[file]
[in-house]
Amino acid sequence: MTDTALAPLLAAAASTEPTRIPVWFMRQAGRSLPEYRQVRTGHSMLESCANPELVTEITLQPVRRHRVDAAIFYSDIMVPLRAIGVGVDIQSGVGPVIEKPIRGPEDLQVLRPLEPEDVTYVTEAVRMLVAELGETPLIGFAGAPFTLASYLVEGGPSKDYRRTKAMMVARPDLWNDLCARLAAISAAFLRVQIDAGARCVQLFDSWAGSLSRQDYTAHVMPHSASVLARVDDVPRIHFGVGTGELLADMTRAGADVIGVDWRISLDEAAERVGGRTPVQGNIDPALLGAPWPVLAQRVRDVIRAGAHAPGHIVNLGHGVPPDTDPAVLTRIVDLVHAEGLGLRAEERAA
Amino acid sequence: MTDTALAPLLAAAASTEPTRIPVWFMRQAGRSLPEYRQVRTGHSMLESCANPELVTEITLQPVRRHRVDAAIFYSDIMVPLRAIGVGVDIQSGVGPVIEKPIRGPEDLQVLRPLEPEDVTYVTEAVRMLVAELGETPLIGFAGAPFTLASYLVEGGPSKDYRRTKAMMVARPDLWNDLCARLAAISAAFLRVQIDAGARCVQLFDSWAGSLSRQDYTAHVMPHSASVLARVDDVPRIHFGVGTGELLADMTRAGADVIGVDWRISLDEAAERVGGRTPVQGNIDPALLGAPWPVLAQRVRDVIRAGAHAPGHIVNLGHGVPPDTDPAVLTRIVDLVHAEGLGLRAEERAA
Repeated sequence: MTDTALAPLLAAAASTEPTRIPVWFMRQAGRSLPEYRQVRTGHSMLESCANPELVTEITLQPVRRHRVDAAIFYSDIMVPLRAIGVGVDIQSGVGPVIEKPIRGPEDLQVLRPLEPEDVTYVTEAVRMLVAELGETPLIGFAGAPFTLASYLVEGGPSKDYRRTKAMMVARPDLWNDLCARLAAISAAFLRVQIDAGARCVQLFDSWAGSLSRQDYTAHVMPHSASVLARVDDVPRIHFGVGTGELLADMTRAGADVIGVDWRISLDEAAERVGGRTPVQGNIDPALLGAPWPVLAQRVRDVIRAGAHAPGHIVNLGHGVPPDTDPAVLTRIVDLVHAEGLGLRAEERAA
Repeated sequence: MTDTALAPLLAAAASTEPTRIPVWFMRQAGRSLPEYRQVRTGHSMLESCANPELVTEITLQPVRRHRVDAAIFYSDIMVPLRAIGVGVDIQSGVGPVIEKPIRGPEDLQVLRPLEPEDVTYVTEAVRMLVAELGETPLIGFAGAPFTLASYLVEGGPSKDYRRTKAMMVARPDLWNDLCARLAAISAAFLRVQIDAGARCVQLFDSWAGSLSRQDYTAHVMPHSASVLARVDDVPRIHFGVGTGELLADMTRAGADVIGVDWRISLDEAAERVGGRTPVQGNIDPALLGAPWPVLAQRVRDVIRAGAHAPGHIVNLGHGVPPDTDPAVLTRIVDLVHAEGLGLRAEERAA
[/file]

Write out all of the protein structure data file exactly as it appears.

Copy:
[in-house]
Amino acid sequence: MTDTALAPLLAAAASTEPTRIPVWFMRQAGRSLPEYRQVRTGHSMLESCANPELVTEITLQPVRRHRVDAAIFYSDIMVPLRAIGVGVDIQSGVGPVIEKPIRGPEDLQVLRPLEPEDVTYVTEAVRMLVAELGETPLIGFAGAPFTLASYLVEGGPSKDYRRTKAMMVARPDLWNDLCARLAAISAAFLRVQIDAGARCVQLFDSWAGSLSRQDYTAHVMPHSASVLARVDDVPRIHFGVGTGELLADMTRAGADVIGVDWRISLDEAAERVGGRTPVQGNIDPALLGAPWPVLAQRVRDVIRAGAHAPGHIVNLGHGVPPDTDPAVLTRIVDLVHAEGLGLRAEERAA
Amino acid sequence: MTDTALAPLLAAAASTEPTRIPVWFMRQAGRSLPEYRQVRTGHSMLESCANPELVTEITLQPVRRHRVDAAIFYSDIMVPLRAIGVGVDIQSGVGPVIEKPIRGPEDLQVLRPLEPEDVTYVTEAVRMLVAELGETPLIGFAGAPFTLASYLVEGGPSKDYRRTKAMMVARPDLWNDLCARLAAISAAFLRVQIDAGARCVQLFDSWAGSLSRQDYTAHVMPHSASVLARVDDVPRIHFGVGTGELLADMTRAGADVIGVDWRISLDEAAERVGGRTPVQGNIDPALLGAPWPVLAQRVRDVIRAGAHAPGHIVNLGHGVPPDTDPAVLTRIVDLVHAEGLGLRAEERAA
Repeated sequence: MTDTALAPLLAAAASTEPTRIPVWFMRQAGRSLPEYRQVRTGHSMLESCANPELVTEITLQPVRRHRVDAAIFYSDIMVPLRAIGVGVDIQSGVGPVIEKPIRGPEDLQVLRPLEPEDVTYVTEAVRMLVAELGETPLIGFAGAPFTLASYLVEGGPSKDYRRTKAMMVARPDLWNDLCARLAAISAAFLRVQIDAGARCVQLFDSWAGSLSRQDYTAHVMPHSASVLARVDDVPRIHFGVGTGELLADMTRAGADVIGVDWRISLDEAAERVGGRTPVQGNIDPALLGAPWPVLAQRVRDVIRAGAHAPGHIVNLGHGVPPDTDPAVLTRIVDLVHAEGLGLRAEERAA
Repeated sequence: MTDTALAPLLAAAASTEPTRIPVWFMRQAGRSLPEYRQVRTGHSMLESCANPELVTEITLQPVRRHRVDAAIFYSDIMVPLRAIGVGVDIQSGVGPVIEKPIRGPEDLQVLRPLEPEDVTYVTEAVRMLVAELGETPLIGFAGAPFTLASYLVEGGPSKDYRRTKAMMVARPDLWNDLCARLAAISAAFLRVQIDAGARCVQLFDSWAGSLSRQDYTAHVMPHSASVLARVDDVPRIHFGVGTGELLADMTRAGADVIGVDWRISLDEAAERVGGRTPVQGNIDPALLGAPWPVLAQRVRDVIRAGAHAPGHIVNLGHGVPPDTDPAVLTRIVDLVHAEGLGLRAEERAA